• Blue Smoke: If you love rich, smoky barbecue flavors, you’ve found your heaven. This spot offers special gluten-free, nut-free, and vegetarian menus; [address] 116 East 27th Street, New York [tel] 212-447-7733 [web] www.bluesmoke.com
  • Eleven Madison Park: Elegant dining with farm-fresh ingredients and impeccable service; [address] 11 Madison Avenue, New York [tel] 212-889-0905 [web] www.elevenmadisonpark.com
  • Pure Food and Wine: This Irving Park raw-food restaurant is a vegan gem; here’s a full review; [address] 54 Irving Place, New York [tel] 212-477-1010 [web] www.purefoodandwine.com
  • Rice: Always a delicious spot for brunch; click here for the full review. [address] 2 locations in Manhattan, 2 in Brooklyn [web] www.riceny.com
  • Rosa Mexicano: Excellent Mexican cuisine, much of it naturally gluten free; [address] 3 locations in Manhattan [web] www.rosamexicano.info
  • Ruby Foo’s: It’s impossible for me not to think bordello when I walk into this restaurant — but I come back for its gluten-free menu; [address] 2 locations in Manhattan [web] www.brguestrestaurants.com
  • Tocqueville: This is a splurge spot, but for special occasions it would be hard to imagine anyone taking better care of a gluten-intolerant diner; [address] 1 East 15th Street [tel] 212-647-1515 [web] www.tocquevillerestaurant.com

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Facebook Update: I mentioned in my last post that I would be creating a Facebook group for the Gluten-Free Guidebook. The group is now up and running, and I invite every reader to join. I hope that it will be another helpful resource for you as you plan your travels, as well as a place where we can share information and advice via the messageboard. I look forward to seeing you there!

Sushi for Celiacs in New York

For many people, fast food means the Golden Arches or a food court; for me, it used to mean sushi. I know many New Yorkers who feel the same way. Unfortunately, after I was diagnosed with celiac disease, my sushi consumption dwindled. It wasn’t just the fact that I had to smuggle a bottle of gluten-free soy sauce with me into restaurants — I’ve been shameless about that. But sadly, it turned out that some seemingly innocuous ingredients in sushi were sometimes marinated in soy sauce, and that the fake crabmeat used in many maki rolls is made from wheat. Fortunately, Lilli and Loo has come to the rescue.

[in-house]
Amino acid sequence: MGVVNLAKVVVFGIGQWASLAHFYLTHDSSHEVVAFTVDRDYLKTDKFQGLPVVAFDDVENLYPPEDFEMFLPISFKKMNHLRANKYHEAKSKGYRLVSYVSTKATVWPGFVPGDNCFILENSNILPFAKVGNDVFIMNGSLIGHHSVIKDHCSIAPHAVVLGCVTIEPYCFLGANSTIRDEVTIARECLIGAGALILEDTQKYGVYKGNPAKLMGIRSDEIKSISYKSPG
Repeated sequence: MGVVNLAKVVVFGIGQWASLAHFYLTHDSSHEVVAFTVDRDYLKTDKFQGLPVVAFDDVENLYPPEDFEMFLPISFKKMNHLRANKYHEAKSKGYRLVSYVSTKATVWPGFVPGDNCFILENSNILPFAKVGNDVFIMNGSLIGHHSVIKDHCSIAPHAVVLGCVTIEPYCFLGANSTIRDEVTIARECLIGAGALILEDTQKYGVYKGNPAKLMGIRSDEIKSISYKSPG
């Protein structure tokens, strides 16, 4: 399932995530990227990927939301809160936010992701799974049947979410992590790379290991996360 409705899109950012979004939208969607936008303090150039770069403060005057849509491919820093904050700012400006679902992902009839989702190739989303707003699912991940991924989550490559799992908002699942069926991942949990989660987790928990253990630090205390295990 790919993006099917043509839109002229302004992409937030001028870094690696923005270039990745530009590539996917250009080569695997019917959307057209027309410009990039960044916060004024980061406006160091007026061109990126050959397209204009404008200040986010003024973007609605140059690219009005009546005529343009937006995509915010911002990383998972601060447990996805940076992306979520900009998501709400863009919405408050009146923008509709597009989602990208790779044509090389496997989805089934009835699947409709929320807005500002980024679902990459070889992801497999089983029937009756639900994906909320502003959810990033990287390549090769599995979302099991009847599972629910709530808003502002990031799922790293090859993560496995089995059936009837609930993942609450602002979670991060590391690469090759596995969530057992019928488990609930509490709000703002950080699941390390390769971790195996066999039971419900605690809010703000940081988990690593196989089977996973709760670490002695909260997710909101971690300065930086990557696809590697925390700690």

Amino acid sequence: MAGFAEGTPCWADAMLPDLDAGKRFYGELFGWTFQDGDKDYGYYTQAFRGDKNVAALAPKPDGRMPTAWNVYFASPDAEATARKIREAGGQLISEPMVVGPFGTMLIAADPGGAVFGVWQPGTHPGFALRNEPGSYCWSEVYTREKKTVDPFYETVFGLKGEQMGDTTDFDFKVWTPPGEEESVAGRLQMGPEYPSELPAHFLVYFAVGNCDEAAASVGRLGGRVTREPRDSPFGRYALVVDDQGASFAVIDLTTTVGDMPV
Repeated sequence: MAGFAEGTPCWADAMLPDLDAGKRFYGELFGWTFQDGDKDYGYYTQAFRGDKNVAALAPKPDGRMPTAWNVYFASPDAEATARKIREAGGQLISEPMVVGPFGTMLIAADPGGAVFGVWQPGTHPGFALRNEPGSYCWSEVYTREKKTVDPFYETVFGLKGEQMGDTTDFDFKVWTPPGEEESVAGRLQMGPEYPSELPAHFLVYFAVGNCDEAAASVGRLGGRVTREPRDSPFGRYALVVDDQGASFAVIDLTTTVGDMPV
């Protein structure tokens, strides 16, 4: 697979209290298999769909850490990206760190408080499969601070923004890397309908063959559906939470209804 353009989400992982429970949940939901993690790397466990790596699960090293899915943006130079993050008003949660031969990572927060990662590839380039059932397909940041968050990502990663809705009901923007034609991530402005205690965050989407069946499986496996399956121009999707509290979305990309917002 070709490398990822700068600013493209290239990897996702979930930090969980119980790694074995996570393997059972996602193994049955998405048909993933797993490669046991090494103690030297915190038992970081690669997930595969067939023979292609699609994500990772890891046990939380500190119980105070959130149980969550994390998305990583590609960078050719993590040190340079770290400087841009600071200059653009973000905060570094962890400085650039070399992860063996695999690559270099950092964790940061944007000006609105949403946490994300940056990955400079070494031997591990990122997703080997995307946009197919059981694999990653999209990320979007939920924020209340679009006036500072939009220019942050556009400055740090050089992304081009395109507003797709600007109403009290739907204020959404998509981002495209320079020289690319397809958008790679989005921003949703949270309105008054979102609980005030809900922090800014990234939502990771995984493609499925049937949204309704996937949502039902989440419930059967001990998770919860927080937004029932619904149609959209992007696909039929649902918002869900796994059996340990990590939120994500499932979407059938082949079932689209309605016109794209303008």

I’d first heard about the restaurant in the spring, when one of my favorite bloggers, Allergic Girl, hosted the first of her Worry-Free Dinners there. The first time I tried the restaurant, months later, I found that it offers great gluten-free lunch specials. The pan-Asian options run from Kung Pao chicken to Singapore noodles and Pad Thai, all of which are served with green salad (the non-noodle dishes come with white or brown rice, too). The specials are served Monday to Friday from 11am to 4pm and cost $10.95 each.

Still, dinner is what really won me over. There’s a long list of gluten-free appetizers (including tender chicken satay with a sweetly spicy peanut sauce) and entrées… and then there are the sushi rolls. There aren’t a lot of options, but what is on offer is special, like the Tuna Lover’s mix of spicy and fresh tuna with pomegranate vinaigrette and avocado, or the Black Angel’s blend of rock shrimp tempura and spicy tuna with purple basil. LIlli and Loo also gets points for convenience — since you can dine in or get your order to go — and for food-allergy awareness.

I haven’t yet tried Lilli and Loo’s new sister restaurant — Lili’s 57 — but I’ve heard that its celiac-safe sushi offerings are more extensive. Gluten-intolerant New Yorkers, get your chopsticks ready.

Lilli and Loo [address] 792 Lexington Avenue (between 61st & 62nd streets), New York, NY 10021 [tel] 212-421-7800 [web] www.lilliandloo.com

Lili’s 57 [address] 200 West 57th Street (at Seventh Avenue), New York, NY 10019 [tel] 212-586-5333 [website] www.lilis57.com